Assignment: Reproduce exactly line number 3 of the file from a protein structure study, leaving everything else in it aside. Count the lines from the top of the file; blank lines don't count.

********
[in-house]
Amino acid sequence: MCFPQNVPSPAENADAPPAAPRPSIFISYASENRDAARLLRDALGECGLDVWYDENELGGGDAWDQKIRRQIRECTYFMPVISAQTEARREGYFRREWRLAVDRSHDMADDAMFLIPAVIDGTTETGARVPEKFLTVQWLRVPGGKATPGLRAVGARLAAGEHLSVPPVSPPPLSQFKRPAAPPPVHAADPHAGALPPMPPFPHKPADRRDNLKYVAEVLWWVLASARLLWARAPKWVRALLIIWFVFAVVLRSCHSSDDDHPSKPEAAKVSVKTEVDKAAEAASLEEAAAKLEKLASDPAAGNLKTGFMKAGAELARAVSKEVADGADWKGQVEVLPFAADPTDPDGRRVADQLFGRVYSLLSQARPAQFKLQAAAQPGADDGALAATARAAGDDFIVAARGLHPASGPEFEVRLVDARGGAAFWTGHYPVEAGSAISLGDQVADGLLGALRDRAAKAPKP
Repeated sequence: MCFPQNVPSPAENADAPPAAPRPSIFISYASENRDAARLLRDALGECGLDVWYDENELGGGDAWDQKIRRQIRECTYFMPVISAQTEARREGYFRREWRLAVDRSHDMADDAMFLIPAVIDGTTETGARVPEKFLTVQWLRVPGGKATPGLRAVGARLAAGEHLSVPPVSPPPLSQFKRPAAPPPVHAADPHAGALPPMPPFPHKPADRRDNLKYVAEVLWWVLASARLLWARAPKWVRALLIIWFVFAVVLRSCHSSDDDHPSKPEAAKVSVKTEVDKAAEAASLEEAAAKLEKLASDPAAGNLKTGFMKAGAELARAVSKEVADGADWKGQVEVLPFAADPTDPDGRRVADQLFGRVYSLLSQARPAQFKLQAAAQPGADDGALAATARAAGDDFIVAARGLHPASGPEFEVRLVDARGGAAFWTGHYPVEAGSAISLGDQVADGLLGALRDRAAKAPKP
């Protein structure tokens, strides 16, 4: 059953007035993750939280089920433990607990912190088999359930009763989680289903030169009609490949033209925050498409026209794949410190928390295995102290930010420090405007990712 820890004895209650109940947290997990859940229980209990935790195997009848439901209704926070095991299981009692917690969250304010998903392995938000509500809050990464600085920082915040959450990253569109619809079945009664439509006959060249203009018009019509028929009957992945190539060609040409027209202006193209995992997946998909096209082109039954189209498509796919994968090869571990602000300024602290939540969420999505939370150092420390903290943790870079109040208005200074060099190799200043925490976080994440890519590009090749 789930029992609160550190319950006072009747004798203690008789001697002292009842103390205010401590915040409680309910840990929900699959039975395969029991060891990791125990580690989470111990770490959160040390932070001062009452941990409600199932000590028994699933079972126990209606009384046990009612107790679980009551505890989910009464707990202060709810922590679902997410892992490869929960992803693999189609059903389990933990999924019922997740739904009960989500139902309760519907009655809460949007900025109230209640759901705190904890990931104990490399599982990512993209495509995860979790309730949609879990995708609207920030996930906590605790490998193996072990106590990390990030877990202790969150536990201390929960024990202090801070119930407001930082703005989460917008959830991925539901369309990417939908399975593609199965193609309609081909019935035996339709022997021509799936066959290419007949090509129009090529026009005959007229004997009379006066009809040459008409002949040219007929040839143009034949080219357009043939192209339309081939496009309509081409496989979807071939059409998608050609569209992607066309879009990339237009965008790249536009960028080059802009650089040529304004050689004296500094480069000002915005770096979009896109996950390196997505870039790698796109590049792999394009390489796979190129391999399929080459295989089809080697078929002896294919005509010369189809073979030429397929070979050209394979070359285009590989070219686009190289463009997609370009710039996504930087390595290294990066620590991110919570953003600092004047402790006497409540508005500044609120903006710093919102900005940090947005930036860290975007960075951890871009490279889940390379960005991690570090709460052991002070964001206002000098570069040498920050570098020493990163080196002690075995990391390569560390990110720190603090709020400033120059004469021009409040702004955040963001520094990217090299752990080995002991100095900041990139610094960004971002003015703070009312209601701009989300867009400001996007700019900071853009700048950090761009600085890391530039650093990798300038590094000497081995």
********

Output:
Repeated sequence: MCFPQNVPSPAENADAPPAAPRPSIFISYASENRDAARLLRDALGECGLDVWYDENELGGGDAWDQKIRRQIRECTYFMPVISAQTEARREGYFRREWRLAVDRSHDMADDAMFLIPAVIDGTTETGARVPEKFLTVQWLRVPGGKATPGLRAVGARLAAGEHLSVPPVSPPPLSQFKRPAAPPPVHAADPHAGALPPMPPFPHKPADRRDNLKYVAEVLWWVLASARLLWARAPKWVRALLIIWFVFAVVLRSCHSSDDDHPSKPEAAKVSVKTEVDKAAEAASLEEAAAKLEKLASDPAAGNLKTGFMKAGAELARAVSKEVADGADWKGQVEVLPFAADPTDPDGRRVADQLFGRVYSLLSQARPAQFKLQAAAQPGADDGALAATARAAGDDFIVAARGLHPASGPEFEVRLVDARGGAAFWTGHYPVEAGSAISLGDQVADGLLGALRDRAAKAPKP